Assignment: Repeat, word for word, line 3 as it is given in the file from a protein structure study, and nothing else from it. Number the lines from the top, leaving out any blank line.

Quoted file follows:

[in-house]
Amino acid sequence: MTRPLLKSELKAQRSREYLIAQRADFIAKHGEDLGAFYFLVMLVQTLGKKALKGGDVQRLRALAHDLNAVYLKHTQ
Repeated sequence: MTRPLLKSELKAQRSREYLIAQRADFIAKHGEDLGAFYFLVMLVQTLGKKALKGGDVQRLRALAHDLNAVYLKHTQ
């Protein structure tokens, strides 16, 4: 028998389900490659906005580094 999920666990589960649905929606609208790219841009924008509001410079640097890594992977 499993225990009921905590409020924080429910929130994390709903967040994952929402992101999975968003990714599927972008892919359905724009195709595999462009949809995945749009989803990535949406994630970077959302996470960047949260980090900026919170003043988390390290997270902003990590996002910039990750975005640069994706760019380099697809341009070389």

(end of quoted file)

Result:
Repeated sequence: MTRPLLKSELKAQRSREYLIAQRADFIAKHGEDLGAFYFLVMLVQTLGKKALKGGDVQRLRALAHDLNAVYLKHTQ